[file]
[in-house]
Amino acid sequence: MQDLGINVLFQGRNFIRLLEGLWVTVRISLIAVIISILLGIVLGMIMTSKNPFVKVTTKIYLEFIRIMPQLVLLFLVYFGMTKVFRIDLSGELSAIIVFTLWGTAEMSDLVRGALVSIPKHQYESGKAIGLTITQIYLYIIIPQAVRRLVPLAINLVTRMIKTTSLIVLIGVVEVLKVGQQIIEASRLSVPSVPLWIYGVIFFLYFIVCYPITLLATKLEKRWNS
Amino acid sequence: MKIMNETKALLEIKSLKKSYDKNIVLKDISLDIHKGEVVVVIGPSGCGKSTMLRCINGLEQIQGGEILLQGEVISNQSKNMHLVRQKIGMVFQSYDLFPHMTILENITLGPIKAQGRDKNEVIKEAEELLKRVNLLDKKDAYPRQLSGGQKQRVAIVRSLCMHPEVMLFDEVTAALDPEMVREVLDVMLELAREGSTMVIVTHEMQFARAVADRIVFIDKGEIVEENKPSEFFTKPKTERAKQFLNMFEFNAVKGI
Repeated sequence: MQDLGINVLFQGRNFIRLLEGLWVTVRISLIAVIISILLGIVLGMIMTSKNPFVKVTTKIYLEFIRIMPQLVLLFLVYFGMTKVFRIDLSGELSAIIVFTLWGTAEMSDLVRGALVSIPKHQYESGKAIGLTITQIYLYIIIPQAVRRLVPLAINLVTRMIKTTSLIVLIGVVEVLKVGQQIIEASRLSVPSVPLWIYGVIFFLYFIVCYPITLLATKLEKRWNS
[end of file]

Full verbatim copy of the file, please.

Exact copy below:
[in-house]
Amino acid sequence: MQDLGINVLFQGRNFIRLLEGLWVTVRISLIAVIISILLGIVLGMIMTSKNPFVKVTTKIYLEFIRIMPQLVLLFLVYFGMTKVFRIDLSGELSAIIVFTLWGTAEMSDLVRGALVSIPKHQYESGKAIGLTITQIYLYIIIPQAVRRLVPLAINLVTRMIKTTSLIVLIGVVEVLKVGQQIIEASRLSVPSVPLWIYGVIFFLYFIVCYPITLLATKLEKRWNS
Amino acid sequence: MKIMNETKALLEIKSLKKSYDKNIVLKDISLDIHKGEVVVVIGPSGCGKSTMLRCINGLEQIQGGEILLQGEVISNQSKNMHLVRQKIGMVFQSYDLFPHMTILENITLGPIKAQGRDKNEVIKEAEELLKRVNLLDKKDAYPRQLSGGQKQRVAIVRSLCMHPEVMLFDEVTAALDPEMVREVLDVMLELAREGSTMVIVTHEMQFARAVADRIVFIDKGEIVEENKPSEFFTKPKTERAKQFLNMFEFNAVKGI
Repeated sequence: MQDLGINVLFQGRNFIRLLEGLWVTVRISLIAVIISILLGIVLGMIMTSKNPFVKVTTKIYLEFIRIMPQLVLLFLVYFGMTKVFRIDLSGELSAIIVFTLWGTAEMSDLVRGALVSIPKHQYESGKAIGLTITQIYLYIIIPQAVRRLVPLAINLVTRMIKTTSLIVLIGVVEVLKVGQQIIEASRLSVPSVPLWIYGVIFFLYFIVCYPITLLATKLEKRWNS